For the second time this fall, the city of Boston has become the center of attention for a true crime prestige picture. Scott Cooper’s Black Mass focused on the life of infamous crime boss Whitey Bulger in a sensational (and often overly garish) fashion, rarely exciting throughout its overstuffed mob tale. Now Tom McCarthy joins the fray with Spotlight, the story of Boston Globe reporters who uncovered decades of institutionalized sexual abuse of children within the Catholic church of Boston and its surrounding areas. With an all-star cast and awards buzz mounting, McCarthy’s journalistic procedural looks poised to be the film that lasts in the minds of its audience.

Spotlight is so named for the small team at the Boston Globe dedicated to long-term investigative research of stories that pique their interest and would not be done justice by more cursory journalism. Led by Walter ‘Robby’ Robinson (Michael Keaton), Mike Rezendes (Mark Ruffalo), Sacha Pfeiffer (Rachel McAdams) and Matt Carrol (Brian D’arcy James) are in the midst of deciding on a new project when they are assigned a story by the Globe’s new editor Marty Baron (Liev Schreiber) about a Boston priest charged with sex abuse that seems to have gotten a short shrift in the paper. As the team sets to work, they soon find that the story is much bigger, quickly expanding from one priest to twenty to ninety with a long legacy of Cardinal Bernard Law (Len Cariou) covering for them by shifting them to new parishes. Despite misgivings from other reporters and editors at the Globe (including John Slattery) and an unctuous lawyer who had worked with the church on settlements in the past (Billy Crudup), the Spotlight team works tirelessly as the scope of the cover-up grows.

Spotlight operates on the same axis as Alan J. Pakula’s Best Picture nominated classic All the President’s Men and David Fincher’s Zodiac, films dedicated to historical events from the perspective of the journalists who covered them. It dives deep into procedure, its battles waged in board rooms and offices, over microfilm and dusty books. All the President’s Men took on the leader of the free world and Zodiac an unidentified killer, but somehow Spotlight’s enemy seems to loom larger. Irish Catholics and Boston have been linked in pop culture for about as long as the latter has existed, and the film wastes little time establishing impunity with which the church is free to act. McCarthy establishes this not only with the content of the film, but also through judiciously chosen establishing shots of city streets with massive church edifices looming in the background, a constant presence and vaguely insidious threat.

Films like Spotlight heavily rely on the strength of their cast in order to make the nitty-gritty of the investigation resonate. McCarthy has gathered quite a few familiar faces here, with Keaton and Ruffalo most at the fore of a strong ensemble. Ruffalo is particularly mannered in his accent and movements, though he never entirely goes off the deep end and remains consistent throughout. Everyone has their moment to shine, with Liev Schreiber arguably standing out the most. He has a sort of anti-energy that works in a very particular way, underplaying his dialogue in order to both convey that he is the smartest guy in the room and be entirely unassuming about it. As the new boss in the office, he could easily wield bravado and bluster to make his points, but the softer edge can often be more effective. It’s one of Schreiber’s quieter performances of his career, and demonstrates another trick in his playbook. Quality is present up and down the cast list, from Stanley Tucci’s delightfully manic and untrusting lawyer representing over 80 abused children to Crudup’s other side of the coin (though his loyalties may not be so straightforward) to a menagerie of colorful denizens of the Globe that pop up from time to time. It all combines to make the Boston of Spotlight feel like a living, breathing world, a necessity for a film with such a delicate true to life subject.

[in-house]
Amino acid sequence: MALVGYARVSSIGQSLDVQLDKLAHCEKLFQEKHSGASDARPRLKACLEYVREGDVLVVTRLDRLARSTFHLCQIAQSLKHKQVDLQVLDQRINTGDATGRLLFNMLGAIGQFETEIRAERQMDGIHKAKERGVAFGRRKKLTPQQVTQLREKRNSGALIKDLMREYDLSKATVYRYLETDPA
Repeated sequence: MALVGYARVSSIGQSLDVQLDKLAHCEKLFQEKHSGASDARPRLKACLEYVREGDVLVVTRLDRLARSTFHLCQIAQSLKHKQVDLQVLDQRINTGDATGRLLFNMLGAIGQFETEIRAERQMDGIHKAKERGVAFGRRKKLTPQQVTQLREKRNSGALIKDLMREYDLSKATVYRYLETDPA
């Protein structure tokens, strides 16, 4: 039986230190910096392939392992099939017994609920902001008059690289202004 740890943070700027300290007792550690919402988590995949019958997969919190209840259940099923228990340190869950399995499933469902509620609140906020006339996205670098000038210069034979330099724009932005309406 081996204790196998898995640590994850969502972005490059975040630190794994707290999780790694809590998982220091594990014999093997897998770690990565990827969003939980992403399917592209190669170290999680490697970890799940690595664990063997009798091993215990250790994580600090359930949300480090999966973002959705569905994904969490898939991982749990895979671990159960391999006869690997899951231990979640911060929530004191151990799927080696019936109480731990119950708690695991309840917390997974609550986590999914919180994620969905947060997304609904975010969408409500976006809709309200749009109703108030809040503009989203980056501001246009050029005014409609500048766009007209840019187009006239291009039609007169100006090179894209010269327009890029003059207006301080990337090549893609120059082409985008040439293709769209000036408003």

The script of Spotlight, from McCarthy and Josh Singer, ramps up confidently, ending on a high note. The aftermath of the release of the article is handled extremely well; McCarthy does not dilute the magnitude of the revelation with fanfare or hagiography (it easily could have jumped forward to the paper winning the Pulitzer, Keaton’s smiling face holding a trophy for his efforts), rather focusing in on the reactions of the individuals involved. Most critically, and just like All the President’s Men and Zodiac, this film is a case of a profoundly interesting story told with conviction and grace. McCarthy does not try to do too much with his subject matter, nor does he trivialize it. He strikes the balance that is necessary for the sort of movie that announces itself as a true story before it begins, and (The Cobbler misstep aside) continues his trend as a director to watch alongside films like Win Win and The Station Agent. It is easy to forget the power and influence of newspapers as it has declined so steeply barely a decade after the article was published, but a film like Spotlight is a wonderful reminder of the unique place print media has in culture.